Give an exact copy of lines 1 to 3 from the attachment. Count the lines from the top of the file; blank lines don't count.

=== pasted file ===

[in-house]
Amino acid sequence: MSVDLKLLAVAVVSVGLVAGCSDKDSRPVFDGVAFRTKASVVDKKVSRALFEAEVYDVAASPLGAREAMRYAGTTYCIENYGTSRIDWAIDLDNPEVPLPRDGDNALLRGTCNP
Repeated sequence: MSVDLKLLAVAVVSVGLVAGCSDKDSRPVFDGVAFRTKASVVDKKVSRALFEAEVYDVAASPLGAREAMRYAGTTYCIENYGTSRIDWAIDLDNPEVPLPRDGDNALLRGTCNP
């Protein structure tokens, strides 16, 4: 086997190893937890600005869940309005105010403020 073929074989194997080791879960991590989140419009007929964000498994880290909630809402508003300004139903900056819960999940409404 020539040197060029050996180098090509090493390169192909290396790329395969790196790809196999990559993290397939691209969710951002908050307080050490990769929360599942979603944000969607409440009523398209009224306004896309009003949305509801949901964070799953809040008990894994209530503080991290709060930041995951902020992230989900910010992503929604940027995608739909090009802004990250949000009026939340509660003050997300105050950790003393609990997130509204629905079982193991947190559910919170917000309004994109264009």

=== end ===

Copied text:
[in-house]
Amino acid sequence: MSVDLKLLAVAVVSVGLVAGCSDKDSRPVFDGVAFRTKASVVDKKVSRALFEAEVYDVAASPLGAREAMRYAGTTYCIENYGTSRIDWAIDLDNPEVPLPRDGDNALLRGTCNP
Repeated sequence: MSVDLKLLAVAVVSVGLVAGCSDKDSRPVFDGVAFRTKASVVDKKVSRALFEAEVYDVAASPLGAREAMRYAGTTYCIENYGTSRIDWAIDLDNPEVPLPRDGDNALLRGTCNP